BETHLEHEM—Town Highway Superintendent Brent Meredith called Spotlight News on Friday, Aug. 19, to counter recent claims made by Roland Graves, one of two democratic candidates for the soon-to-be-vacated town board currently held by Doris Davis.
Graves, in a recent interview with Spotlight, said that he decided to run after several frustrated attempts to get public officials to respond to issues in his neighborhood and elsewhere in town. He specifically cited the recently completed repairs on Krumkill Road near the Albany border that required residents to find alternate routes for several months, saying that he was unable to find out from the town when the project would be completed.
“I personally spoke with him during the spring while the Krumkill project was going on,” said Meredith of Graves. “I told him that anytime he needed information to please call me.”
Also, Meredith said, there was available, “regularly updated,” information regarding the project that could be found on the town’s website. “The updates that we provided are still online, under the news section,” he said. “You can look for yourself.”
“And every time we talked about this at a town board meeting,” he continued, “we had an end date that we were shooting for, which was the end of July. That was a well-known date. For [Graves] to say that he had no idea what the date was is just untrue. It makes us look unresponsive at best, and incompetent at worst. We consistently had a date of July and it’s a date that we met.”
“I talked to him and I talked to other people in those neighborhoods and I gave them the best information that I could,” said Meredith, adding that he was proud of the town’s efforts to keep residents notified. “Believe me, we had a lot of complaints about why it was taking so long. Unfortunately, it was a more technically complex project than that which we normally do—so, there was a long design phase and it involved a lot of regulators—and I don’t think there were many ways for us to shorten the time frame. We even bought materials before we signed contracts to make this thing happen by July.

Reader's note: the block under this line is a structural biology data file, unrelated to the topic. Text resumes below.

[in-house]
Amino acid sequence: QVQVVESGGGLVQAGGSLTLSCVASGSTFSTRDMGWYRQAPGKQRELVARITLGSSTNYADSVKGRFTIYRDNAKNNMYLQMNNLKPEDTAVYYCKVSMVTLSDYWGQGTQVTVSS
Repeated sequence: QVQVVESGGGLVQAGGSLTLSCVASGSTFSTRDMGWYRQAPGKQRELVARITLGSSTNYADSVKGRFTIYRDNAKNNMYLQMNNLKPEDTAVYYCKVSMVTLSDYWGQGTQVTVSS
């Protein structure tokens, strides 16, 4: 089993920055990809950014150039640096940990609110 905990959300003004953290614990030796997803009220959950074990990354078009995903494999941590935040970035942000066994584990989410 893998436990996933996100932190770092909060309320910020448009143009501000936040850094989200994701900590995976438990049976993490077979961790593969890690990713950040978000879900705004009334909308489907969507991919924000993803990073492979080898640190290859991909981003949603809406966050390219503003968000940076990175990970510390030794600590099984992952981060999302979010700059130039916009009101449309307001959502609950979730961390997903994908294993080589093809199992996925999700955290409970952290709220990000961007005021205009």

“I know Roland [Graves],” said Meredith. “I talked to him personally on several occasions and offered any information I had. So, for him to say that he talked to people from the town and nobody could tell him anything I think is just disingenuous.
Defending his position—and the town’s—on a separate issue concerning a proposed vehicular roadway connection at the end of Fieldstone Drive through a potential subdivision that would be built between that neighborhood and Elm Avenue Park, Meredith said, “Having a dead-end street is not a great situation when it comes to maintaining and providing services on a street. When you have an opportunity like this, especially on a street that was always, according to the planning department, supposed to be a through street when that next development was done. I really do think it’s in the best interest of all the town residents. It’s not the best thing for Fieldstone residents, I get it, but it’s in the best interest of the town because the long-term maintenance that we provide, and the services we provide are going to be more efficient on a through-street.”
Residents unhappy with the potential cut-through feel that town officials have been unresponsive to their concerns about resident safety and disruption of protected wetlands, as well as their efforts to reach a compromise.